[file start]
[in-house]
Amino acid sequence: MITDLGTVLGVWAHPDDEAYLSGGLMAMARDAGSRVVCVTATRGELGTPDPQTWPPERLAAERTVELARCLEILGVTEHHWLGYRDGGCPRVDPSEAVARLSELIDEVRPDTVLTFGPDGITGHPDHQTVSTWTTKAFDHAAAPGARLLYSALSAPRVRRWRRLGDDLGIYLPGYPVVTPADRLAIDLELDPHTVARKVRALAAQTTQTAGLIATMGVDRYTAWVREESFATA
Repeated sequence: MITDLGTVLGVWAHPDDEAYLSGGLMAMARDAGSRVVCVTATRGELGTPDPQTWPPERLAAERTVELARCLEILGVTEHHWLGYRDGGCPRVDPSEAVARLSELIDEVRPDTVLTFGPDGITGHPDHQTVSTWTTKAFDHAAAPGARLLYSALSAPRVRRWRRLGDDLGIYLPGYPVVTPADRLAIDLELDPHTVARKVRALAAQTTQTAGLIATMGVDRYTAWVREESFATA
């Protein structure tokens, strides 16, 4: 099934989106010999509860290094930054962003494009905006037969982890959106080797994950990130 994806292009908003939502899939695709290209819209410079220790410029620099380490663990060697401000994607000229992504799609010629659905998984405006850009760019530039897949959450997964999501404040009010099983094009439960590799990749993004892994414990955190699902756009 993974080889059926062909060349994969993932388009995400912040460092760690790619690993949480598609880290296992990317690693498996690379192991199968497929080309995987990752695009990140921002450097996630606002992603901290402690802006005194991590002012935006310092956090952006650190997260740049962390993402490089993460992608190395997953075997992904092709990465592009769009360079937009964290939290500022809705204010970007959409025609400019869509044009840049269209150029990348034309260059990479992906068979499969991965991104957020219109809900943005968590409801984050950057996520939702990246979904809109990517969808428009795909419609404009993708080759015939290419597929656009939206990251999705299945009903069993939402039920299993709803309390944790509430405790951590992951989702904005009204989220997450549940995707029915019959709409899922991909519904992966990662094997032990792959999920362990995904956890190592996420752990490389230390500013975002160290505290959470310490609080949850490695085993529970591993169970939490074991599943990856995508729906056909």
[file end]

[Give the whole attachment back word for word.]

[in-house]
Amino acid sequence: MITDLGTVLGVWAHPDDEAYLSGGLMAMARDAGSRVVCVTATRGELGTPDPQTWPPERLAAERTVELARCLEILGVTEHHWLGYRDGGCPRVDPSEAVARLSELIDEVRPDTVLTFGPDGITGHPDHQTVSTWTTKAFDHAAAPGARLLYSALSAPRVRRWRRLGDDLGIYLPGYPVVTPADRLAIDLELDPHTVARKVRALAAQTTQTAGLIATMGVDRYTAWVREESFATA
Repeated sequence: MITDLGTVLGVWAHPDDEAYLSGGLMAMARDAGSRVVCVTATRGELGTPDPQTWPPERLAAERTVELARCLEILGVTEHHWLGYRDGGCPRVDPSEAVARLSELIDEVRPDTVLTFGPDGITGHPDHQTVSTWTTKAFDHAAAPGARLLYSALSAPRVRRWRRLGDDLGIYLPGYPVVTPADRLAIDLELDPHTVARKVRALAAQTTQTAGLIATMGVDRYTAWVREESFATA
């Protein structure tokens, strides 16, 4: 099934989106010999509860290094930054962003494009905006037969982890959106080797994950990130 994806292009908003939502899939695709290209819209410079220790410029620099380490663990060697401000994607000229992504799609010629659905998984405006850009760019530039897949959450997964999501404040009010099983094009439960590799990749993004892994414990955190699902756009 993974080889059926062909060349994969993932388009995400912040460092760690790619690993949480598609880290296992990317690693498996690379192991199968497929080309995987990752695009990140921002450097996630606002992603901290402690802006005194991590002012935006310092956090952006650190997260740049962390993402490089993460992608190395997953075997992904092709990465592009769009360079937009964290939290500022809705204010970007959409025609400019869509044009840049269209150029990348034309260059990479992906068979499969991965991104957020219109809900943005968590409801984050950057996520939702990246979904809109990517969808428009795909419609404009993708080759015939290419597929656009939206990251999705299945009903069993939402039920299993709803309390944790509430405790951590992951989702904005009204989220997450549940995707029915019959709409899922991909519904992966990662094997032990792959999920362990995904956890190592996420752990490389230390500013975002160290505290959470310490609080949850490695085993529970591993169970939490074991599943990856995508729906056909």